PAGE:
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Taking on Water... No. 419


Taking on Water... No. 419
Photo Information
Copyright: John Cannon (tyro) Gold Star Critiquer/Gold Star Workshop Editor/Gold Note Writer [C: 207 W: 93 N: 875] (4422)
Genre: Places
Medium: Color
Date Taken: 2007-07-18
Categories: Transportation, Decisive Moment
Camera: Canon EOS 20D, Canon EF-S 18-55mm f/3.5-5.6 II, Jessops 58mm Skylight 1A
Exposure: f/8, 1/125 seconds
Photo Version: Original Version
Theme(s): Rails, «amazing world of railways & trains» [view contributor(s)]
Date Submitted: 2008-03-09 9:19
Viewed: 3293
Favorites: 1 [view]
Points: 10
[Note Guidelines] Photographer's Note
Not great weather of late, so trawling through some old images to see if I can find something to upload! This is yet another picture taken at the Scottish Railway Preservation Society site at Bo'ness Station, this time of Caledonian Railways No. 419 taking on water.

From the SRPS website:

"Caledonian Railway 419 is the flagship of the Scottish Railway Preservation Society. It appears on the society's letter heading and has represented the SRPS at numerous events on both sides of the border.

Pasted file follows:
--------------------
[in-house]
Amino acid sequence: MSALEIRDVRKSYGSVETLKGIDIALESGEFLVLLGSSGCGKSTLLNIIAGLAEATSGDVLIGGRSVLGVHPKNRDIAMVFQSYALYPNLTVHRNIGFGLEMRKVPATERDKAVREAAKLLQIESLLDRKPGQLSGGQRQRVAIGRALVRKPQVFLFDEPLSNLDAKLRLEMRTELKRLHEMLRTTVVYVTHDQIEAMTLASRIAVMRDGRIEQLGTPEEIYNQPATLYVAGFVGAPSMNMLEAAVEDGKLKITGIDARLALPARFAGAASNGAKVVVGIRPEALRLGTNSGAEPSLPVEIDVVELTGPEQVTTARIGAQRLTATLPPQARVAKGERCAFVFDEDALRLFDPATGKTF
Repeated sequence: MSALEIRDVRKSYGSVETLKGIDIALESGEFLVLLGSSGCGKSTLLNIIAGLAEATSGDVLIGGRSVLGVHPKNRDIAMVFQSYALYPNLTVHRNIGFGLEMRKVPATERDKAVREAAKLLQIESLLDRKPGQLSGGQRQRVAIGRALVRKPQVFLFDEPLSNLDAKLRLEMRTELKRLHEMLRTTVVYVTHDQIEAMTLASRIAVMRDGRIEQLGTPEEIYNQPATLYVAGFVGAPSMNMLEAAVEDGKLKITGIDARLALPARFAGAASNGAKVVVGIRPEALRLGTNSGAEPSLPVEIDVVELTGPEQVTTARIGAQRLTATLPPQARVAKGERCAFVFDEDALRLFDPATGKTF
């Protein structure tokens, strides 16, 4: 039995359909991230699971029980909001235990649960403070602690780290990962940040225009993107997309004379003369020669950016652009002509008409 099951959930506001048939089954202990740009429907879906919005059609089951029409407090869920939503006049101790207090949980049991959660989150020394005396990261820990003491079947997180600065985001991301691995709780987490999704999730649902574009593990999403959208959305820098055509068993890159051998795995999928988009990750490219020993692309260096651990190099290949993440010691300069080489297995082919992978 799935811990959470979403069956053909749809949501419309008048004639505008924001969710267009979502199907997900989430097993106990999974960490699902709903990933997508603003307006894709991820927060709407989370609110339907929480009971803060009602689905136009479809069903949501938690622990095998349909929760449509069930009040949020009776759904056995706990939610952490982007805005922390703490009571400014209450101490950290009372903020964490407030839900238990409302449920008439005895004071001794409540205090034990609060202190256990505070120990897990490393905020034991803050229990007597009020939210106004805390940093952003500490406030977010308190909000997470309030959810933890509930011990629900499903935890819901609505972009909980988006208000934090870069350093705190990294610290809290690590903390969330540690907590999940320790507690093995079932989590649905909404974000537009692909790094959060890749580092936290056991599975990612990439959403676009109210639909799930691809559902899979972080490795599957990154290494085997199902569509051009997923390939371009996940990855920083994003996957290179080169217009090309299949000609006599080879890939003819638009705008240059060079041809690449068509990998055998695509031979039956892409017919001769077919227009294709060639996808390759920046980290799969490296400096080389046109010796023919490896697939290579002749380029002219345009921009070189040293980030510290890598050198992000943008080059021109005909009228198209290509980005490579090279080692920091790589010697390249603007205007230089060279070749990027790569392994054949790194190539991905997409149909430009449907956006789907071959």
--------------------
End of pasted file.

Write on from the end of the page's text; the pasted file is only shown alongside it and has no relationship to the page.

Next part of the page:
THE EARLY DAYS

"The locomotive was one of the Caledonian Railway 439 class, which totalled 92 engines built between 1900 and 1925, almost all of them at St Rollox works in Glasgow. They saw duty all over the Caledonian system, on suburban passenger trains, branch line work, train banking duties and shunting. The 439 class was a direct development of the earlier 0-4-4T locos of the 19 and 92 classes which could trace their parentage back to an 1884 design by the legendary Dugald Drummond.

"No 419's earliest service is not chronicled but by World War One it was shedded at Polmadie to work suburban trains out of Glasgow Central, a duty which it was to resume in 1952! However, still in Caledonian days (i.e. prior to 1923) it went south to Lockerbie where contrasting duties would have been light passenger work on the branch to Dumfries and banking turns on heavy trains from Beattock to Beattock summit.